Small busi­ness hope in O’Dwyer’s ATO plan


Aus­tralia has taken the first step to­wards an ur­gently needed fairer tax sys­tem for small and medium-sized busi­nesses.

And if we take the next and vi­tal steps, it will be an enor­mous boost for Aus­tralian in­no­va­tion and small and medium busi­nesses, plus con­fi­dence in a tax col­lec­tion sys­tem that is now in dis­ar­ray in this sec­tor.

Full praise to the Min­is­ter for Rev­enue and Fi­nan­cial Ser­vices, Kelly O’Dwyer, for tak­ing that first step, but without the sub­se­quent steps we may be worse off. I have in­ter­rupted my hol­i­days be­cause of the ex­treme im­por­tance to the nation of that O’Dwyer first step.

She an­nounced draft leg­is­la­tion to au­tho­rise the Aus­tralian Tax­a­tion Of­fice to dis­close busi­ness tax debts to credit re­port­ing bu­reaus “where the busi­nesses have not ef­fec­tively en­gaged with the ATO to man­age their debt”.

As I will ex­plain be­low, that is ef­fec­tively hand­ing the ATO an atomic bomb to blow up small busi­nesses. At present the ATO is in no po­si­tion to prop­erly han­dle that ex­treme power.

But there is a vi­tal qual­i­fi­ca­tion in the ex­po­sure draft: “The draft leg­is­la­tion re­quires the ATO to con­sult with the In­spec­tor-Gen­eral of Tax­a­tion be­fore tax debt amounts are re­ported to credit re­port­ing bu­reaus”.

In other words, an in­de­pen­dent group is be­ing brought in to mon­i­tor the ATO. Hal­lelu­jah! This is a mon­u­men­tal de­ci­sion by O’Dwyer and if prop­erly im­ple­mented, is the big­gest change to small busi­ness tax­a­tion in decades; it will boost in­no­va­tion and small busi­ness de­vel­op­ment, which is now be­ing crip­pled by bad tax ad­min­is­tra­tion. It is far more im­por­tant than the re­cent tax re­duc­tions.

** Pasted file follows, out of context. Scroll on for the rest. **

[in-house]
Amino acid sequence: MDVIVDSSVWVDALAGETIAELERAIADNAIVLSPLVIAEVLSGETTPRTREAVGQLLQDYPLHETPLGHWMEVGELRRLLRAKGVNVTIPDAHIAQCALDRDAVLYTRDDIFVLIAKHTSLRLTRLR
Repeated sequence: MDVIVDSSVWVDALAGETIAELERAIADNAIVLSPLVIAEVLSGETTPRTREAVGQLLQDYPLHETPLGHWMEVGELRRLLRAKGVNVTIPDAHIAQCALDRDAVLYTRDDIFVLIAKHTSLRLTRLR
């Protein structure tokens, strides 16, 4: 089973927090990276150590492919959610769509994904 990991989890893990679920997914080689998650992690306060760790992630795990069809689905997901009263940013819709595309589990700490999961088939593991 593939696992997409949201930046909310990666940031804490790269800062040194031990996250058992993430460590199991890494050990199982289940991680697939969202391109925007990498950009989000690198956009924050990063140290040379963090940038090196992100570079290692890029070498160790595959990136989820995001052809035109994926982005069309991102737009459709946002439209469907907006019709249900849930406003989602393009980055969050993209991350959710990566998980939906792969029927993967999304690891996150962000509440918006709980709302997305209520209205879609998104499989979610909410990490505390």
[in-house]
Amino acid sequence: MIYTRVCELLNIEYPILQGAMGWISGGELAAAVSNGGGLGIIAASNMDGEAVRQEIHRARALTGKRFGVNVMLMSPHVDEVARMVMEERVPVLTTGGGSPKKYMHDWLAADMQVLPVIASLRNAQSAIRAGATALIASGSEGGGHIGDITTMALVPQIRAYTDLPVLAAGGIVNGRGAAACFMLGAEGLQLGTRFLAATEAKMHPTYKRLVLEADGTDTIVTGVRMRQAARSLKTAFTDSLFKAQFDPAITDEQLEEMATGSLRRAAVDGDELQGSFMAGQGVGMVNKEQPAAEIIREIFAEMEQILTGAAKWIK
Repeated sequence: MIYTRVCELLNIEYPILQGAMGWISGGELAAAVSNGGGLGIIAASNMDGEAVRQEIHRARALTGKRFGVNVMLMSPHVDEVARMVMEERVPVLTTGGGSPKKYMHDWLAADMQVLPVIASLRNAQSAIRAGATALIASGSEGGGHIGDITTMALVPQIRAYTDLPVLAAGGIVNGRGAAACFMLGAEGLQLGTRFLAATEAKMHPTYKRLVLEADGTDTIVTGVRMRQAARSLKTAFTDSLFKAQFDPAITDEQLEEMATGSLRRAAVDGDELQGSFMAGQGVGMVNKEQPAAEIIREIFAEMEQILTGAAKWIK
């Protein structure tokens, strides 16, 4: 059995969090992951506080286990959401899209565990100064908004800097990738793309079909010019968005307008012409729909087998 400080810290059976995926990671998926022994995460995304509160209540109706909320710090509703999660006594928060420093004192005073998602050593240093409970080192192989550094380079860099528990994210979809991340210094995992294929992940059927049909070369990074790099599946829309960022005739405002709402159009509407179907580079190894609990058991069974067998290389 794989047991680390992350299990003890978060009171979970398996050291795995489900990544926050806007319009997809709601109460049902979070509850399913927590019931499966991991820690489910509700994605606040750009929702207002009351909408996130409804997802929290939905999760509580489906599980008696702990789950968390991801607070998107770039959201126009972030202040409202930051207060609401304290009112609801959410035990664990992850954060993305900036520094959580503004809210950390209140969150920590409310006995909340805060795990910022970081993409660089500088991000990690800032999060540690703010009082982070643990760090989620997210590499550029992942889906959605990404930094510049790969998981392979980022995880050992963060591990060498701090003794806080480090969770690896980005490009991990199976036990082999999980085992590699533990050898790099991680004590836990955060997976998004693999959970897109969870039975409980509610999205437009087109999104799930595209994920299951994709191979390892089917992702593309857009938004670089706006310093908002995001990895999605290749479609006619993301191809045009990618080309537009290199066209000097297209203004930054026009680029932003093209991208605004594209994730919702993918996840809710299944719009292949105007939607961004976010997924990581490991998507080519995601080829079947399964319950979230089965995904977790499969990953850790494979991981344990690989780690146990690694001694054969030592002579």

At present, the ATO is in­ves­ti­ga­tor, pros­e­cu­tor, judge, ap­peal judge and sen­tencer. Such enor­mous un­fet­tered power al­ways cre­ates power (not bribery) cor­rup­tion and there is no bet­ter ex­am­ple of this hap­pen­ing than the ATO.

My read­ers know this has been one of my key themes since mid-2016. I have worked with Ken Phillips of Self-Em­ployed Aus­tralia in sig­nif­i­cant parts of the cam­paign.

Some 20 months ago, I came to un­der­stand we had a se­ri­ous prob­lem in small busi­ness tax­a­tion and started writ­ing in May 2016 un­der the head­ing: “It’s time to help small busi­ness take on the tax of­fice”.

Un­like large com­pa­nies, the small busi­nessper­son does not have the money to go to court and find­ing lawyers to help is hard. The ATO has to­tal power.

The tax­a­tion com­mis­sioner, Chris Jor­dan, in a face-to-face meet­ing with me, ar­gued strongly against my con­tention that the all-em­brac­ing power had caused power cor­rup­tion in the ATO. Jor­dan gen­uinely be­lieved I was wrong and quite prop­erly asked me to show him real cases. I took up his chal­lenge and agreed to hold fire un­til I had a case. In that meet­ing I stated the ap­peal sys­tems were ef­fec­tively kan­ga­roo courts and made it clear what was re­quired was an in­de­pen­dent body where small busi­ness peo­ple could go to put their case without lawyers.